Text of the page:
We all know income protection is a different beast. Let those surveyed tell you why. It can mean literally anything to anyone, whether you work in financial services or not. Apparently, IP is a "security tool to stop people stealing your money online or by hacking", or it's "when an insurance man knocks on your door and demands protection money". Man from the Pru, you have so much to answer to!

We did get closer to the right answer though. To one teenager it is "when you have income from a job you put some into a protection scheme in case something happens to you." A good start, however I am told the discussion quickly descended into dying your hair and moving home like you're in a witness protection scheme! Others did however, and it was the younger children who grasped the fact that IP "protects the income you get, income being what you earn from work and this would be something that would pay you if your work didn't", and, "protects your income"!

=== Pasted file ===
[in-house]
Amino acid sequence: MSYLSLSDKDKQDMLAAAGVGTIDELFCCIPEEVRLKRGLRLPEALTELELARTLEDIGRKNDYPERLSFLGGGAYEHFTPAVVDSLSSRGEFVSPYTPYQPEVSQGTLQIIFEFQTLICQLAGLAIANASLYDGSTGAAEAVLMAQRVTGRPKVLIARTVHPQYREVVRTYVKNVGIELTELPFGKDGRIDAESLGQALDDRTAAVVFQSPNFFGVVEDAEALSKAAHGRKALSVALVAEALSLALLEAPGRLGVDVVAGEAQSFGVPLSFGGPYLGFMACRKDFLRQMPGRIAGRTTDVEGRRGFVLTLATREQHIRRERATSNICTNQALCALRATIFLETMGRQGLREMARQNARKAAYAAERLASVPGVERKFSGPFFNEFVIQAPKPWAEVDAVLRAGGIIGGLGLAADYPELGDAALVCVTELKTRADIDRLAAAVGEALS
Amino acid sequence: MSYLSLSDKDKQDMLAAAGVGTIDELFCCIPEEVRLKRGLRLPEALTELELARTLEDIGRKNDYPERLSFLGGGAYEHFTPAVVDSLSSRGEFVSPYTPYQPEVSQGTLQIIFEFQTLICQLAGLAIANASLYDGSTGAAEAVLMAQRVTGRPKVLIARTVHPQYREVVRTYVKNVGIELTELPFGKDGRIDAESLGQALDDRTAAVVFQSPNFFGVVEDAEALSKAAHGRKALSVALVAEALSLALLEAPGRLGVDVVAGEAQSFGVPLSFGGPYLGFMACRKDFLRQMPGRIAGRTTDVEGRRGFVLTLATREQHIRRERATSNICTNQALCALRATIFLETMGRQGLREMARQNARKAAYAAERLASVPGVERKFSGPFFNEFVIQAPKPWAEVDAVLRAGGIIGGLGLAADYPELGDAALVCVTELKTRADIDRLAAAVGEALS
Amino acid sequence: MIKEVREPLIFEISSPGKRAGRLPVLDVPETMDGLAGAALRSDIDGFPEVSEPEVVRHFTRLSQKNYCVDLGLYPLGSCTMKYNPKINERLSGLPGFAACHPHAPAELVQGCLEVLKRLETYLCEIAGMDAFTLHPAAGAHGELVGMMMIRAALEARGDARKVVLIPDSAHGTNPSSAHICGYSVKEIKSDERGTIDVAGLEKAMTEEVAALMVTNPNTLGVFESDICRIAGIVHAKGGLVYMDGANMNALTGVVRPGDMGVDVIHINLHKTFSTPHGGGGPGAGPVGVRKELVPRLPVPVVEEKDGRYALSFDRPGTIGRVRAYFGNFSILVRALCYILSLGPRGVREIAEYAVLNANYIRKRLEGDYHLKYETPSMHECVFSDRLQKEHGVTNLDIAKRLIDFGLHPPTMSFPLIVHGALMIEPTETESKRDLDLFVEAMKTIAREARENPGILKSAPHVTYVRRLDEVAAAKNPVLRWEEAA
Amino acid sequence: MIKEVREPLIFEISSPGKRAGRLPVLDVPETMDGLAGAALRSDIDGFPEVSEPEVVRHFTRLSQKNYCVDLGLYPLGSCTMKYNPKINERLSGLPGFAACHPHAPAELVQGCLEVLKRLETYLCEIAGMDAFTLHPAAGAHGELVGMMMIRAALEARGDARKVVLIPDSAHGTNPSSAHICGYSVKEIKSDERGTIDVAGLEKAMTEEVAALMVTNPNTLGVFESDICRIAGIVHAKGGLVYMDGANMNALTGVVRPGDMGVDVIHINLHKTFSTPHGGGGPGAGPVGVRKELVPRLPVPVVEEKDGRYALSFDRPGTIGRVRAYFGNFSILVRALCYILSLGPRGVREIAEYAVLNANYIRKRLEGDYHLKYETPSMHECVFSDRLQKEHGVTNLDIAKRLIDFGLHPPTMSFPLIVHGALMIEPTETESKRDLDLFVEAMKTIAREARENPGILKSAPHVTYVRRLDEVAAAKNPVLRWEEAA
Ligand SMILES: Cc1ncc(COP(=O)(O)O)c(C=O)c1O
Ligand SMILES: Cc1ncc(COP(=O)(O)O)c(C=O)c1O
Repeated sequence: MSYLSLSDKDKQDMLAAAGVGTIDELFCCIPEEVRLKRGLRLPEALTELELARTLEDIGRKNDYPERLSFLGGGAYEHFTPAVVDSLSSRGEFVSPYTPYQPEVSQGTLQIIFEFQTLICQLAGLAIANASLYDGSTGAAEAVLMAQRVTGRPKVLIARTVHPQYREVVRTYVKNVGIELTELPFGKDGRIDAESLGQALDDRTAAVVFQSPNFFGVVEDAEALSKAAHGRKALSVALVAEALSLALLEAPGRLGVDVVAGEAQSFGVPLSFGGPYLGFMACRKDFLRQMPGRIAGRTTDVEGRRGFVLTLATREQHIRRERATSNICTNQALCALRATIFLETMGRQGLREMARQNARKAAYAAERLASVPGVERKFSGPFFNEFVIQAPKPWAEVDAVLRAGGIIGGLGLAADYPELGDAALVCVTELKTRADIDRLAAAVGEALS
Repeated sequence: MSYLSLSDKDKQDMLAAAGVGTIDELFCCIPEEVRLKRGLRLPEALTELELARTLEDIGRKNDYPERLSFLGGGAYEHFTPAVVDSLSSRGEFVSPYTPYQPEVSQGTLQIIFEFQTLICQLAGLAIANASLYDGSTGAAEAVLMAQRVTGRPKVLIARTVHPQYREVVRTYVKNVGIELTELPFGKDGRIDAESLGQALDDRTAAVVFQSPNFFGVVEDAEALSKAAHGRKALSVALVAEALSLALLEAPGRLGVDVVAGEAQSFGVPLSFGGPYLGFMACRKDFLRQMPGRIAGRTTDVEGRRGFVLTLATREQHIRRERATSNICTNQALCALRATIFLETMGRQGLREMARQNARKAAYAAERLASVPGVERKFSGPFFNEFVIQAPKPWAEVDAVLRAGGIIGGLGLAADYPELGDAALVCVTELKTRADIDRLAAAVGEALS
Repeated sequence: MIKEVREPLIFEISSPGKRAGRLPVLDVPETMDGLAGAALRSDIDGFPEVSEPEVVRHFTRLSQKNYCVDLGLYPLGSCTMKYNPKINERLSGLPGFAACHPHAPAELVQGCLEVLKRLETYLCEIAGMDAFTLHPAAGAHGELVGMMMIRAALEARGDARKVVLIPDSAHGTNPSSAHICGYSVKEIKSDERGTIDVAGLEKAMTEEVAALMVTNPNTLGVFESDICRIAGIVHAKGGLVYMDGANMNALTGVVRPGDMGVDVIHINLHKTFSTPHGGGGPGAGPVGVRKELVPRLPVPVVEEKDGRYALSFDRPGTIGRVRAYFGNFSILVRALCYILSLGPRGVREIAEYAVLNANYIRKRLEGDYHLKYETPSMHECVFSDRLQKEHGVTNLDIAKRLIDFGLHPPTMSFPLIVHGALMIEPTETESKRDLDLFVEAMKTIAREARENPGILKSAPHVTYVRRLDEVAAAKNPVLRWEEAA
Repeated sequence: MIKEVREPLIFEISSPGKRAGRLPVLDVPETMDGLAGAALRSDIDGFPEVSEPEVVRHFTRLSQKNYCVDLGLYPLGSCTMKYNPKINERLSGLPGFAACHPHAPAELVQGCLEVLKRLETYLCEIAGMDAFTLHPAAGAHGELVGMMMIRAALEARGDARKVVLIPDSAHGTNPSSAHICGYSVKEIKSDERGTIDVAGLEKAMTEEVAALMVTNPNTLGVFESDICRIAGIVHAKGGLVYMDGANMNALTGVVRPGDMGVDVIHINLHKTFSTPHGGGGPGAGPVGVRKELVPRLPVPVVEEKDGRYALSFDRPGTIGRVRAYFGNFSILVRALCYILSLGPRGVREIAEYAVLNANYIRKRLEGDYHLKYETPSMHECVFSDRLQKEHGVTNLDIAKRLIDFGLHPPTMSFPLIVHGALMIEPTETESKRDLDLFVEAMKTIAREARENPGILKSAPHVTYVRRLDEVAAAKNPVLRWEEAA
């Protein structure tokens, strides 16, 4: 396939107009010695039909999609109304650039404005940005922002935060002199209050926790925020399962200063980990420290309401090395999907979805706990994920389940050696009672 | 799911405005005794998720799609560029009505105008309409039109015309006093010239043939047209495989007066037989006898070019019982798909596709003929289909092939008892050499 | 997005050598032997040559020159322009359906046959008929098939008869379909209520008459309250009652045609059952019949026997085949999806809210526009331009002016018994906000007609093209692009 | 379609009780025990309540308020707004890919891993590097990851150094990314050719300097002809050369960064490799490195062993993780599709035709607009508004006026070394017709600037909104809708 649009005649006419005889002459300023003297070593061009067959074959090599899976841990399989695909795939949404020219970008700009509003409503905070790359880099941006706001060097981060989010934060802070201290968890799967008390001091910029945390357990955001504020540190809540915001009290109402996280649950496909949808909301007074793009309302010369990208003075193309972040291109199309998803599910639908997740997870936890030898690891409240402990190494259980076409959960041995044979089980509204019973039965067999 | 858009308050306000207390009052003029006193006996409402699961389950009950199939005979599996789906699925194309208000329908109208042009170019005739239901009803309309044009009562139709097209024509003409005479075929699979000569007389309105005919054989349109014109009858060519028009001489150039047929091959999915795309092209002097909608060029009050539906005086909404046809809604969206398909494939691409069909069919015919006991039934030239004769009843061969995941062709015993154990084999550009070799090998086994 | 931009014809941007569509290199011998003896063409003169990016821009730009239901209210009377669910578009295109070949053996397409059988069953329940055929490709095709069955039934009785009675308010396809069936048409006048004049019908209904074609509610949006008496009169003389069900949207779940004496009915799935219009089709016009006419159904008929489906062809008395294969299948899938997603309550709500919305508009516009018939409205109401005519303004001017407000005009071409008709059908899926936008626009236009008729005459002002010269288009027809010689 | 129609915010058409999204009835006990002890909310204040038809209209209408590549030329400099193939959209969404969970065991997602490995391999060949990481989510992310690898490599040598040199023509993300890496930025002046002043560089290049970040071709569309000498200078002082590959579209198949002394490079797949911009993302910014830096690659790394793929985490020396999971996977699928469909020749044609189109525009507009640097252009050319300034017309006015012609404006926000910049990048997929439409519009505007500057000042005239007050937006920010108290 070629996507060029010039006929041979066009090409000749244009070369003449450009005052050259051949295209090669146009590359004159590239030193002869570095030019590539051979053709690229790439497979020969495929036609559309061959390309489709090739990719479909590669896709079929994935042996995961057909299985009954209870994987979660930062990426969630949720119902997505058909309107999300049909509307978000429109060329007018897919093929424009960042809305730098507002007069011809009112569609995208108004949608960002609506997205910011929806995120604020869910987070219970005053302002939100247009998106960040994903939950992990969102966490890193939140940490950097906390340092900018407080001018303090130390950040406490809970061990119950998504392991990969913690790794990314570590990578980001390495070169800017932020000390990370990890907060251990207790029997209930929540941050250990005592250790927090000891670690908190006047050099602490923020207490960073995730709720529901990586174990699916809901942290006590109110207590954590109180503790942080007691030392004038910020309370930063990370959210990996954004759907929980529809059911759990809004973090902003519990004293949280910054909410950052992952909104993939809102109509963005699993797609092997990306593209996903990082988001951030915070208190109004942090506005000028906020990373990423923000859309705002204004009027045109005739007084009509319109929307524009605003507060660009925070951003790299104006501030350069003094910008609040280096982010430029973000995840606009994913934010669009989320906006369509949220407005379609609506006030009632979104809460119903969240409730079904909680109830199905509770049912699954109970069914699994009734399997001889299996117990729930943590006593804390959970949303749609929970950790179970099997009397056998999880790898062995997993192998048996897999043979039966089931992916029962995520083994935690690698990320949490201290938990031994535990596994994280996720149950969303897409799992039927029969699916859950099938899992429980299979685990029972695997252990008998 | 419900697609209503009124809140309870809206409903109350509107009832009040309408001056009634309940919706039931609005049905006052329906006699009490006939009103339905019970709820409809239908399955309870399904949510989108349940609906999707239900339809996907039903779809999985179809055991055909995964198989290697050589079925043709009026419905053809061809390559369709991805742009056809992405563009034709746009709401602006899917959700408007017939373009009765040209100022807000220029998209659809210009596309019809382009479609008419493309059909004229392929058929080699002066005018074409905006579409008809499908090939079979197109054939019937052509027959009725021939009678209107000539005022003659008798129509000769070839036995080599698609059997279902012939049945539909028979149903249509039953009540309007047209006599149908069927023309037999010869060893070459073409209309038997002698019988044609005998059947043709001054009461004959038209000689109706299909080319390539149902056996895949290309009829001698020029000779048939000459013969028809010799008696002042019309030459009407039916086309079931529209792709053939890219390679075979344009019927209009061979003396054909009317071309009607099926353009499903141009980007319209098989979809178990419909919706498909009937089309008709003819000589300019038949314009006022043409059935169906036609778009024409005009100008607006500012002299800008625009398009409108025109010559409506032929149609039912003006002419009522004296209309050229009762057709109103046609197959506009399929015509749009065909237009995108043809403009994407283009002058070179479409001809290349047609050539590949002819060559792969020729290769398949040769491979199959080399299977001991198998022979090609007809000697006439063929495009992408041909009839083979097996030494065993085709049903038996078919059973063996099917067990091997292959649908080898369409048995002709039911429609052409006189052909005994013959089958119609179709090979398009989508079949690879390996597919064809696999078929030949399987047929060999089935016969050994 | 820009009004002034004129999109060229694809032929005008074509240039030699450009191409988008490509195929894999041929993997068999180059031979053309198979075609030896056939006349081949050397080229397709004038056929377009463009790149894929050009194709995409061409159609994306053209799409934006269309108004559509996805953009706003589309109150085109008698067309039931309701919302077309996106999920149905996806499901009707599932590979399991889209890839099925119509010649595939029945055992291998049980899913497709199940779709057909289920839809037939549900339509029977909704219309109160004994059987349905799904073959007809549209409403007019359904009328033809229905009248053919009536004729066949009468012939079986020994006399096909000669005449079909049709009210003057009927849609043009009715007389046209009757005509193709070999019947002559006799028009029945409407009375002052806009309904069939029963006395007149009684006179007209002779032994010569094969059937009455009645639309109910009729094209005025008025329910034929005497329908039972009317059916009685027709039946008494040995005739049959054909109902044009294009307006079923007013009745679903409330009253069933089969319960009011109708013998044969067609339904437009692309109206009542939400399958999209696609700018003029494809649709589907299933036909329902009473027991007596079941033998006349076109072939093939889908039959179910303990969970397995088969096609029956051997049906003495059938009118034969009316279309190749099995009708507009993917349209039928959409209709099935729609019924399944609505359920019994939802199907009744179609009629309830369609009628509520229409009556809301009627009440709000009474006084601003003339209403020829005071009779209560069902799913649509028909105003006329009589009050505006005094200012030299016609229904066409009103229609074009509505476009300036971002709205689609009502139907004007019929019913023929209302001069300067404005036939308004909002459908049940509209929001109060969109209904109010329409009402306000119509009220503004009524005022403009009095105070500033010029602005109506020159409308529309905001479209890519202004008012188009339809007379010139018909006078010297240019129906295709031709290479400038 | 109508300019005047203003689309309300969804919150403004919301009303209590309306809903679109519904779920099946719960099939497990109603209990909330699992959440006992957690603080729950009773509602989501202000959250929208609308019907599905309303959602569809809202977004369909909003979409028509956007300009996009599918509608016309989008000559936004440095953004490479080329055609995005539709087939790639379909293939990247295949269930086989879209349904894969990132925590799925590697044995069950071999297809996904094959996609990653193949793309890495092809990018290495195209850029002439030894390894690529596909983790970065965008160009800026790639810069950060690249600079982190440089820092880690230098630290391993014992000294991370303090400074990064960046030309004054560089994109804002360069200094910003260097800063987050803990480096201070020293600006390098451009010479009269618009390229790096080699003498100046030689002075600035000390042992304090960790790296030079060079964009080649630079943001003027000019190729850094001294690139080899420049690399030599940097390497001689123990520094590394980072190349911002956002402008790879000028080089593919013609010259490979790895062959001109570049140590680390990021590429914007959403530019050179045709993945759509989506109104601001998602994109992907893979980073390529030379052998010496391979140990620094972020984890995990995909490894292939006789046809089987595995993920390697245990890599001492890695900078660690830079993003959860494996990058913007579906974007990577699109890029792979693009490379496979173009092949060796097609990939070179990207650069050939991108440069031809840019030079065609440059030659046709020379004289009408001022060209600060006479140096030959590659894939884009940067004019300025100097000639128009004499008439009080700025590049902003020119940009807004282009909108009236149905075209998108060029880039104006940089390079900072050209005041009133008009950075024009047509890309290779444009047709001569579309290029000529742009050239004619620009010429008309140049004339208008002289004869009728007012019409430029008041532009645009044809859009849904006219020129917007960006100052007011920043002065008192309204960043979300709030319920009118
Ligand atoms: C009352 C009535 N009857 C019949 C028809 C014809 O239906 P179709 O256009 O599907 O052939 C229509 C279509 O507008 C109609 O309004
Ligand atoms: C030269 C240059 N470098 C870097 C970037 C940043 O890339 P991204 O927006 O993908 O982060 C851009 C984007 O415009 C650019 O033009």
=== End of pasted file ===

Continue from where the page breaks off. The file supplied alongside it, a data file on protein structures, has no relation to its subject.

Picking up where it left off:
The saving grace though could be saving. Something this bunch of Alphas and Generation Zs take very seriously - well almost. There are some caveats. One 13-year-old saves "for an expensive item but if something else comes along that I also want, I get my parents to buy one of them for me", but overall, saving and budgeting were high on everyone's agenda, although marrying a millionaire still got a look in.